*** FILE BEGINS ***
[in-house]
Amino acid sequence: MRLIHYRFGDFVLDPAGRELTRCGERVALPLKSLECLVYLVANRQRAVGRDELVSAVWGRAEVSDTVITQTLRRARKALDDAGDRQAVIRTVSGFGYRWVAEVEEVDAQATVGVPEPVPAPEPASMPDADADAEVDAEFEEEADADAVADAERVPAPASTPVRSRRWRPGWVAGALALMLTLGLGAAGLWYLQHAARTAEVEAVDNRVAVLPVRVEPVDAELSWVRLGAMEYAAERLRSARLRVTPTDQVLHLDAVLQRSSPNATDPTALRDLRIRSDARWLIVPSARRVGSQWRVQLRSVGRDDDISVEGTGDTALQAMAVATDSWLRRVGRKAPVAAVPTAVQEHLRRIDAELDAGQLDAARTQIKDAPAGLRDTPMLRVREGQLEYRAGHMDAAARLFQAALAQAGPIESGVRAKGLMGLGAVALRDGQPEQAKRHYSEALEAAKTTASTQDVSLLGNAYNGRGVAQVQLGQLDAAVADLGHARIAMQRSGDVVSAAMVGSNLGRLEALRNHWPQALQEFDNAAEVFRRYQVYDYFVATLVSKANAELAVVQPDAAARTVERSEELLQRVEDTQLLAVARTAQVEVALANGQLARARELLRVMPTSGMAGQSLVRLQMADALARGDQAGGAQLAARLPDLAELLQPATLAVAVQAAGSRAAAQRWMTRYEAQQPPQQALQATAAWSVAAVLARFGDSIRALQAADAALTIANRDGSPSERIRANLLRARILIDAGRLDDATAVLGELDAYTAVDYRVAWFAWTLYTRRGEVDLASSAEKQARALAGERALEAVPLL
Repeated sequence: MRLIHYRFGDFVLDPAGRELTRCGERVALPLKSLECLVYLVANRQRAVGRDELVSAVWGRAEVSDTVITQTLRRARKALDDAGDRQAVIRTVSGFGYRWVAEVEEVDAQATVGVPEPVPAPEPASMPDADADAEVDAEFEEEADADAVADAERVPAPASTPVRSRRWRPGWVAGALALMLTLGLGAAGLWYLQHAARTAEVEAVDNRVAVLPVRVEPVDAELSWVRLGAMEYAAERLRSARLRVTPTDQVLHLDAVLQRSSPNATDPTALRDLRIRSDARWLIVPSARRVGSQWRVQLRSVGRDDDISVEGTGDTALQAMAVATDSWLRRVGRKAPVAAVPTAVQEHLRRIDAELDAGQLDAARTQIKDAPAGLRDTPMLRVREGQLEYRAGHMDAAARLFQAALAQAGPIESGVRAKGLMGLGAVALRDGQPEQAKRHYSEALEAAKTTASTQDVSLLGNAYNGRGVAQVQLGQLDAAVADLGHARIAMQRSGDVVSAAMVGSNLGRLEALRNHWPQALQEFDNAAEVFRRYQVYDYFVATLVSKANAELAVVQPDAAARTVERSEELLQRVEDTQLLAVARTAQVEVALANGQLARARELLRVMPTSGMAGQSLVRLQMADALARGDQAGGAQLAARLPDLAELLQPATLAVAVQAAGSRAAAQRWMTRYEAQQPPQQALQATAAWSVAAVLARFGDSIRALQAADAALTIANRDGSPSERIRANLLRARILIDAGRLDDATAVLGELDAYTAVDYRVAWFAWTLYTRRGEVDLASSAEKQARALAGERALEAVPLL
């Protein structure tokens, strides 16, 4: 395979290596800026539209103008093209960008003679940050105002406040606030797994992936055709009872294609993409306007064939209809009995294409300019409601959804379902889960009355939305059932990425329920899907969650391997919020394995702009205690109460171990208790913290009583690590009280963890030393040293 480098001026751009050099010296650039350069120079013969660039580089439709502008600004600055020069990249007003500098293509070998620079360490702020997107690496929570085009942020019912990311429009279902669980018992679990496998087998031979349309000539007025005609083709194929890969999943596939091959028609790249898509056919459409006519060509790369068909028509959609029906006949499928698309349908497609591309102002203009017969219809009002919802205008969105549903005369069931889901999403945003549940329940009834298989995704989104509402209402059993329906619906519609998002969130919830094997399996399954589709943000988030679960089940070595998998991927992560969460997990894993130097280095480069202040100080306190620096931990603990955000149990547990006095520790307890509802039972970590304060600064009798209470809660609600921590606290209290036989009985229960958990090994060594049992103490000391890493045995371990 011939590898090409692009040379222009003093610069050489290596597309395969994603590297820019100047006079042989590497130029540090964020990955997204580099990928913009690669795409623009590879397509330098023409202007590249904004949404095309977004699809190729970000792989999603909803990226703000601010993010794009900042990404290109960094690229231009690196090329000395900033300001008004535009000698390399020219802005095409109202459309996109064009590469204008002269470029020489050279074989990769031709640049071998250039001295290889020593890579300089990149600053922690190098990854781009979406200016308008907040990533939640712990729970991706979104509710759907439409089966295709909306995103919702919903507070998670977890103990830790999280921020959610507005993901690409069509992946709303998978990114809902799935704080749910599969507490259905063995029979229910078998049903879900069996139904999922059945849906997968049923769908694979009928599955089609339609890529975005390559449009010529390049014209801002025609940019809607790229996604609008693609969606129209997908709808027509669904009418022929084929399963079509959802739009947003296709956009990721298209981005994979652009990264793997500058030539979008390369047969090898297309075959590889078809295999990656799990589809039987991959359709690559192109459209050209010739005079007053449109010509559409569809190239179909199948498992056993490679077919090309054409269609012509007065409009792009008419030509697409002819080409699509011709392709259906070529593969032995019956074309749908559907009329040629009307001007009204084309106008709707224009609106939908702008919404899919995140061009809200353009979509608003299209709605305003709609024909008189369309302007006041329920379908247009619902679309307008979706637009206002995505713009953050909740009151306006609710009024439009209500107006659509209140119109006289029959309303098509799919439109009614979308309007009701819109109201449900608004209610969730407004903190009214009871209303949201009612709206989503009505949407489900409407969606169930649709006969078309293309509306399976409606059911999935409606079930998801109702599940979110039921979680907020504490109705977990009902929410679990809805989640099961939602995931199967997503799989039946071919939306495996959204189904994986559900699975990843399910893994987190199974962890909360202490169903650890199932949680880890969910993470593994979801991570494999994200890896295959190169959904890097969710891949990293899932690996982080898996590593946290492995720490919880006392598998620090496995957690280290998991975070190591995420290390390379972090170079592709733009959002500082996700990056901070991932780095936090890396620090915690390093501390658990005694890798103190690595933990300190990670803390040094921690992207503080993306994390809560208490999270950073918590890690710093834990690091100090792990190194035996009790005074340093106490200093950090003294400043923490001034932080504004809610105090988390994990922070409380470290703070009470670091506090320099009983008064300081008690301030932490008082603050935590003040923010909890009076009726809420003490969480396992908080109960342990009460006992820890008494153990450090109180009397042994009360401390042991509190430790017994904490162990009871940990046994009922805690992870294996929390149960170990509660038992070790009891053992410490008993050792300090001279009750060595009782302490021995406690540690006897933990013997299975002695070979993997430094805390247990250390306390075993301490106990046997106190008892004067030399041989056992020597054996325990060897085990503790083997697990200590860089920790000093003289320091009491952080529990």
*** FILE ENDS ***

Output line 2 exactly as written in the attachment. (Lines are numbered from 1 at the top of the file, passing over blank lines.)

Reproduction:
Amino acid sequence: MRLIHYRFGDFVLDPAGRELTRCGERVALPLKSLECLVYLVANRQRAVGRDELVSAVWGRAEVSDTVITQTLRRARKALDDAGDRQAVIRTVSGFGYRWVAEVEEVDAQATVGVPEPVPAPEPASMPDADADAEVDAEFEEEADADAVADAERVPAPASTPVRSRRWRPGWVAGALALMLTLGLGAAGLWYLQHAARTAEVEAVDNRVAVLPVRVEPVDAELSWVRLGAMEYAAERLRSARLRVTPTDQVLHLDAVLQRSSPNATDPTALRDLRIRSDARWLIVPSARRVGSQWRVQLRSVGRDDDISVEGTGDTALQAMAVATDSWLRRVGRKAPVAAVPTAVQEHLRRIDAELDAGQLDAARTQIKDAPAGLRDTPMLRVREGQLEYRAGHMDAAARLFQAALAQAGPIESGVRAKGLMGLGAVALRDGQPEQAKRHYSEALEAAKTTASTQDVSLLGNAYNGRGVAQVQLGQLDAAVADLGHARIAMQRSGDVVSAAMVGSNLGRLEALRNHWPQALQEFDNAAEVFRRYQVYDYFVATLVSKANAELAVVQPDAAARTVERSEELLQRVEDTQLLAVARTAQVEVALANGQLARARELLRVMPTSGMAGQSLVRLQMADALARGDQAGGAQLAARLPDLAELLQPATLAVAVQAAGSRAAAQRWMTRYEAQQPPQQALQATAAWSVAAVLARFGDSIRALQAADAALTIANRDGSPSERIRANLLRARILIDAGRLDDATAVLGELDAYTAVDYRVAWFAWTLYTRRGEVDLASSAEKQARALAGERALEAVPLL